With the upcoming release of the Nintendo Entertainment System: NES Classic Edition (NA) / Nintendo Classic Mini: Nintendo Entertainment System (PAL), we're going to provide short profiles of all 30 games included on the system. This time around we look at Dr. Mario.
In the titles we've covered so far in this series, the first-party efforts have mostly been arcade ports and efforts that reflected their status as early arrivals in the NES home console era. As we reach Dr. Mario, though, we're looking at an entirely different era - when it arrived in October 1990 (NA) / June 1991 (EU) we were at peak Mario, particularly in North America. At this point the Super Mario Bros. trilogy was complete in North America (though not quite in Europe), the NES was long established and hugely successful, and Mario branding was a guarantee for success.
Another genre that was popularised in big way in 1989 (1990 in PAL territories) was falling block puzzle games, with the iconic Tetris playing its part in helping the Game Boy to achieve major success. That game, perhaps more than any other, helped the genre to flourish and become a mainstay in gaming.
When you combine those two factors - the huge popularity of Mario and the emergence of Tetris - it must be said that Dr. Mario was inevitable, with a version also released on Game Boy. The NES iteration was the better choice simply due to the fact it had colour, an integral mechanic in the game. Like so many Nintendo games of the era, too, this is a title that had serious pedigree in its development team. Design was handled by Game Boy creator Gunpei Yokoi, while Hirokazu Tanaka composed its terrific music (more on that to come).
Though Dr. Mario is in the block falling puzzler category, it's spin is that you're trying to clear pills from the screen through careful combinations. Rather than being a simple game of clearance, stages start with a pre-ordained layout of pills that you need to work around. For those used to the more instinctive challenge of games like Tetris or Columns it can take some adjustment, but this gameplay loop has helped to ensure that Dr. Mario remains a notable favourite for plenty of gamers.
Beyond the core NES release (and the Game Boy equivalent), this game was yet another Nintendo title to emerge in the arcades as Vs. Dr. Mario; a number of Nintendo games were released in arcades this way. As you'd expect this homed in on the multiplayer aspect, which is naturally also a welcome feature in the NES original.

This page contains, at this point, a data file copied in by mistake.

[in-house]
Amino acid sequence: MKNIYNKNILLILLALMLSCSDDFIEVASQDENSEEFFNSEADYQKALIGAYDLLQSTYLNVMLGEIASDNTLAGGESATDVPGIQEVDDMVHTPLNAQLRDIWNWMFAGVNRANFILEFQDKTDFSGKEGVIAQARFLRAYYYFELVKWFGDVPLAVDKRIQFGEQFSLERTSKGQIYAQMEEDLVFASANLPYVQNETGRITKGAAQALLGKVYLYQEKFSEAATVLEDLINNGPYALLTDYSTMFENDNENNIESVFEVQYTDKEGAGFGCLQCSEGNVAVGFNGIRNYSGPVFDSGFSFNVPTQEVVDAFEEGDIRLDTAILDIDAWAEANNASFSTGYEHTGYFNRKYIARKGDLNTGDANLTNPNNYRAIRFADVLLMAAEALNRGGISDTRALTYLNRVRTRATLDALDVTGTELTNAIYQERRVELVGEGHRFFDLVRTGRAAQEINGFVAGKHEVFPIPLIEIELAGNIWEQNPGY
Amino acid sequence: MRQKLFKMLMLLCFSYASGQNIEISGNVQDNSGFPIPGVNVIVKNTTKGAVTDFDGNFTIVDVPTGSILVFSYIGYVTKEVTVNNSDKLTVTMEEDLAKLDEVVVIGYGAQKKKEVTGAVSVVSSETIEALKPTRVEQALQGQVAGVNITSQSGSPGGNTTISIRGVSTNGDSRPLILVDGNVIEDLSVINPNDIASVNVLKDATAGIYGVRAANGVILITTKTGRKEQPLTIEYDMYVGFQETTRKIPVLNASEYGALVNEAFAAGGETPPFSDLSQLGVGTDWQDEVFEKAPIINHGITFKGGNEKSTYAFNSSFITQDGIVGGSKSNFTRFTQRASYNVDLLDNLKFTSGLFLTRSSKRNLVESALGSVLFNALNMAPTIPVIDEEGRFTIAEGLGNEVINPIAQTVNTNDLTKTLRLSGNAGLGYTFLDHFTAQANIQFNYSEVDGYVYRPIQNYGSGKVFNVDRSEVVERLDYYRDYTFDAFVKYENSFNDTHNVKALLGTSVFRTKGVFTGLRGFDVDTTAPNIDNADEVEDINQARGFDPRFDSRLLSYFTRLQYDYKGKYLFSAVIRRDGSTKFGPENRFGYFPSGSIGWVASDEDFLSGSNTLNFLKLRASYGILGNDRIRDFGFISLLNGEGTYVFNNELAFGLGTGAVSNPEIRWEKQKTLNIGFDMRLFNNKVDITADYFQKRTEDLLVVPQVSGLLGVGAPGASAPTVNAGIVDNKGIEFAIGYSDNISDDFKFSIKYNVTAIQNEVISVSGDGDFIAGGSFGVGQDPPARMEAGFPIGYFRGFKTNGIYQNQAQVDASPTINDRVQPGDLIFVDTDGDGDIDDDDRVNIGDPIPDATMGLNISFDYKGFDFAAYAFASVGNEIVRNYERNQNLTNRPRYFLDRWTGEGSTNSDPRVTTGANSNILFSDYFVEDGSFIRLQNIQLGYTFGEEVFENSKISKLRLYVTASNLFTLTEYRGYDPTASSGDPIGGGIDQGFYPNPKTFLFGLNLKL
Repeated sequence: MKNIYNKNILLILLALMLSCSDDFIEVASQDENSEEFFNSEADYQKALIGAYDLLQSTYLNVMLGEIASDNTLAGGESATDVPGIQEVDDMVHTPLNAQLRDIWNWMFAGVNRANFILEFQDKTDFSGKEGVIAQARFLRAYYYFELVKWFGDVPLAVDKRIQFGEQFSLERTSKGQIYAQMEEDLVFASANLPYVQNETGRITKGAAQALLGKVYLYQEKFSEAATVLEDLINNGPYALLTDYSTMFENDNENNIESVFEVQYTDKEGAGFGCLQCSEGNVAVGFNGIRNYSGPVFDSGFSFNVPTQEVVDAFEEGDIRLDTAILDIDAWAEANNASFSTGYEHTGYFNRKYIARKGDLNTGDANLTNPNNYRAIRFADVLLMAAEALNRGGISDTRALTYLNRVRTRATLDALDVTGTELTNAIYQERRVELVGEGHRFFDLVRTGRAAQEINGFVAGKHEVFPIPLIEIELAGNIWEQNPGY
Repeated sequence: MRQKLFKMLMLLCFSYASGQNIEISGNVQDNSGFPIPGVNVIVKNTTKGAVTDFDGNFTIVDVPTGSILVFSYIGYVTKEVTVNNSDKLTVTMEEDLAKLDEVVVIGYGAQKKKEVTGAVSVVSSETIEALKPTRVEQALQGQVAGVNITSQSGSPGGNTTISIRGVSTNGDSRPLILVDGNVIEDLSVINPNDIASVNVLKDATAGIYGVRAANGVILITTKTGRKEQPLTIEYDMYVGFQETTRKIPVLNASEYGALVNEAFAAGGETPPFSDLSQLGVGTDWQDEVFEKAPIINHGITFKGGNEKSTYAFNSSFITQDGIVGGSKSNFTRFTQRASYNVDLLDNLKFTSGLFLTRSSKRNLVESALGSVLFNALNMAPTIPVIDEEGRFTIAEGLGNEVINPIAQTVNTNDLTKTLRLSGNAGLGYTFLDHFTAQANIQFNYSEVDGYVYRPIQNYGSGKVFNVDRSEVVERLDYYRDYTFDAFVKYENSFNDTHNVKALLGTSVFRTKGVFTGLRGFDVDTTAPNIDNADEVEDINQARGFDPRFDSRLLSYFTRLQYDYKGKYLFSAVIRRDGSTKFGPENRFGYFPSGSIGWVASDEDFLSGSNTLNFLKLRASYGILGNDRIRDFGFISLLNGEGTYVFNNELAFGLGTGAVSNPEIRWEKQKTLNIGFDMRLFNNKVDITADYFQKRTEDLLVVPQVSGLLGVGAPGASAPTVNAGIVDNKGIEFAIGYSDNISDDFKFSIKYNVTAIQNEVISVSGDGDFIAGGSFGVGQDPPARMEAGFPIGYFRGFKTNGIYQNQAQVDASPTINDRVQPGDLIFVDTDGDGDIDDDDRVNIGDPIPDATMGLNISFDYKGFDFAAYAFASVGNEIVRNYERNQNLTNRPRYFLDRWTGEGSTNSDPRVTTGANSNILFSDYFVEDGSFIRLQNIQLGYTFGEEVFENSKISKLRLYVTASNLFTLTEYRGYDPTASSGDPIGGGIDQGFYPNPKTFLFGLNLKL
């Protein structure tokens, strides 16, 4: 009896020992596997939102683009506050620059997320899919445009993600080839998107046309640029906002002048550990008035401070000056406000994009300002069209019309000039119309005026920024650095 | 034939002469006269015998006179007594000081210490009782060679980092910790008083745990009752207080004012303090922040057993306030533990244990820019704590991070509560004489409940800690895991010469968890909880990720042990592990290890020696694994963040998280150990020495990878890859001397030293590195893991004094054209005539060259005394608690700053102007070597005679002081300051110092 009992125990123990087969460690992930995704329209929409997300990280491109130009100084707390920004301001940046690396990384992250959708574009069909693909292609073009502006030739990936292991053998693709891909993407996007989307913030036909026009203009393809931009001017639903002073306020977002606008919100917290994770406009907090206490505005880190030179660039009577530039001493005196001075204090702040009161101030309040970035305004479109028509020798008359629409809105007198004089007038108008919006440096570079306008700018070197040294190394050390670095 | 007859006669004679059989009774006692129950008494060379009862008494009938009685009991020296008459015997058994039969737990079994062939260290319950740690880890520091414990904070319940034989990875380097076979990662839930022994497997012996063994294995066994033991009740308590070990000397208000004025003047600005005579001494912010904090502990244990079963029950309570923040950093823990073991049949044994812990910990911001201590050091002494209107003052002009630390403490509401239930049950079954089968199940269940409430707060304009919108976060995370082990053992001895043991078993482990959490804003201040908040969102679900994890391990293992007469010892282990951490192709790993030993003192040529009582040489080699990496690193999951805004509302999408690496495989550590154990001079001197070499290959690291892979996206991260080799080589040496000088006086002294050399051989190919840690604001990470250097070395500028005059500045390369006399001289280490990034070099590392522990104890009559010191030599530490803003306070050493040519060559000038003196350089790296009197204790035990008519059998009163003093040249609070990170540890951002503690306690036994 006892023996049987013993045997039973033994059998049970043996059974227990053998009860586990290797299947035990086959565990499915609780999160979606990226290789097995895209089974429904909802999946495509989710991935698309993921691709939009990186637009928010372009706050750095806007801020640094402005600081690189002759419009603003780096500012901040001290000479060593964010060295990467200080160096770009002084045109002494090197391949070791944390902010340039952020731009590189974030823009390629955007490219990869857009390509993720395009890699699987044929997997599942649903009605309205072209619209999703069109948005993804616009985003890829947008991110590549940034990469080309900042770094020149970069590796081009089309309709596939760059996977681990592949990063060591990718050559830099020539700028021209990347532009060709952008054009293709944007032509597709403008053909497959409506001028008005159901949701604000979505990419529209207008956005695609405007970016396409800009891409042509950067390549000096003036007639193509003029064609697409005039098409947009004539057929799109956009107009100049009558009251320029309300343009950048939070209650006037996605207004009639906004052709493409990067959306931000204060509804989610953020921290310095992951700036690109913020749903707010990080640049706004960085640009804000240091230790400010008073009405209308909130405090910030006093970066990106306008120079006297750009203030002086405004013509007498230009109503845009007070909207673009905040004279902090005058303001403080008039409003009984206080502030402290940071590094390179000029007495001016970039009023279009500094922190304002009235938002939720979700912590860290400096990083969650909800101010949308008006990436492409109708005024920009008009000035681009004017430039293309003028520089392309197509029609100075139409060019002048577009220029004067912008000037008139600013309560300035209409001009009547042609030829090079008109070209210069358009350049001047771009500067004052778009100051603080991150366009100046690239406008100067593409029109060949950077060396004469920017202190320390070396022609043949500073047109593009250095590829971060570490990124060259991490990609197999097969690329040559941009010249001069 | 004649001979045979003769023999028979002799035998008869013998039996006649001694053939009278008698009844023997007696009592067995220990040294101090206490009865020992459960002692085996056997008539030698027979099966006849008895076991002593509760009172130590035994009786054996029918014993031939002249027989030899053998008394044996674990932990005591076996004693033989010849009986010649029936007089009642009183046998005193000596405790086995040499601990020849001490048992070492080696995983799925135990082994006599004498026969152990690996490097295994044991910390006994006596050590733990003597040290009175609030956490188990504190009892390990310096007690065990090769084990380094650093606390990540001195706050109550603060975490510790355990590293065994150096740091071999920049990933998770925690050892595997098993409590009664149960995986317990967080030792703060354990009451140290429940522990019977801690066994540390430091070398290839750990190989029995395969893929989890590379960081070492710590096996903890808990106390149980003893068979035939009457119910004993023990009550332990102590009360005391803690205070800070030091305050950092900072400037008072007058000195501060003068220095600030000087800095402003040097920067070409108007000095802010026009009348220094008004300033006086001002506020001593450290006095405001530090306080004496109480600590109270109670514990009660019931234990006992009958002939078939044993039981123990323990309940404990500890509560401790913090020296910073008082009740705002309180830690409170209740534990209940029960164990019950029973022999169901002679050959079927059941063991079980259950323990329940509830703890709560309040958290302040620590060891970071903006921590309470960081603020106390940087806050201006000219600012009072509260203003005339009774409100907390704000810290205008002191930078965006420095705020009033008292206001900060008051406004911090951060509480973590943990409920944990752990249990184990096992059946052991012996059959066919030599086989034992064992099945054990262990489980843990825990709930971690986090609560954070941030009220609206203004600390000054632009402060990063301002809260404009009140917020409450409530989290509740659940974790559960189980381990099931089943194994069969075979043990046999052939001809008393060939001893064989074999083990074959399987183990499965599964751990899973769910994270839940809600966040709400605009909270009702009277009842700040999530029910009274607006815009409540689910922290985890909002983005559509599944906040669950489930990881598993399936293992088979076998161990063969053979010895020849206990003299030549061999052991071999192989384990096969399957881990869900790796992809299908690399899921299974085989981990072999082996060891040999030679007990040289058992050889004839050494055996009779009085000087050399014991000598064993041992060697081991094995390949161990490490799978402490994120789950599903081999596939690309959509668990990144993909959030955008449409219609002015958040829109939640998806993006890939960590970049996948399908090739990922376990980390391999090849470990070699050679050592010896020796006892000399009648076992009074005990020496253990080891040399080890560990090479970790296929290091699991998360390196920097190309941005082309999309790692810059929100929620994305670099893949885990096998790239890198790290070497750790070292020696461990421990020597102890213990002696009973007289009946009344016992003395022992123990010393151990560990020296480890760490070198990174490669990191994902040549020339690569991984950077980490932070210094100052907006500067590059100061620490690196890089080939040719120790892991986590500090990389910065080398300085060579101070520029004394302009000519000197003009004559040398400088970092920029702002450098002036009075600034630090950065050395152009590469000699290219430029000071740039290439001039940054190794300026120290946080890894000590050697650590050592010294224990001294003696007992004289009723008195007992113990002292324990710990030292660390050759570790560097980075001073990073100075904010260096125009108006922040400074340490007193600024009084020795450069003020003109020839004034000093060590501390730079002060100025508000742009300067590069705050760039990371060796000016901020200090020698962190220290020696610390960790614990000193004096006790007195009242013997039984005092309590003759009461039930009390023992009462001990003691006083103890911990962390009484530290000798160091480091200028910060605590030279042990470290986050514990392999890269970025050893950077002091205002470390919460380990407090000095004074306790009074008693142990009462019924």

As an IP, Dr. Mario has remained popular both in its own games and in some notable cameos. The series has consistently had re-releases or new entries throughout hardware generations, on both portables and home consoles. In this current generation there was a spin-off with Dr. Luigi on the Wii U eShop, a twist in honour of the 'Year of Luigi'; it was a fully featured entry that also included online play. Dr. Mario Online RX on WiiWare also included online play, though naturally those servers have long since been shutdown.
We've also had this NES original on the Virtual Console, too. In addition the brand has featured in other games - for instance challenges based on this NES entry can be found in NES Remix 2, which showcase how careful placement of pills at the start of a stage can ramp up the puzzle element of the gameplay. Dr. Mario also starred in Super Smash Bros. for Wii U and Nintendo 3DS as an unlockable character. He'd made his debut in that series in Melee, though had skipped Brawl on Wii. Some particularly popular Smash Bros. music is the remix of the classic Dr. Mario theme.
All told, this is a smart inclusion on the NES Mini, as its addictive gameplay formula will suit both solo play and competitive two-player matches. We suspect this one will get decent playtime on the miniaturised system.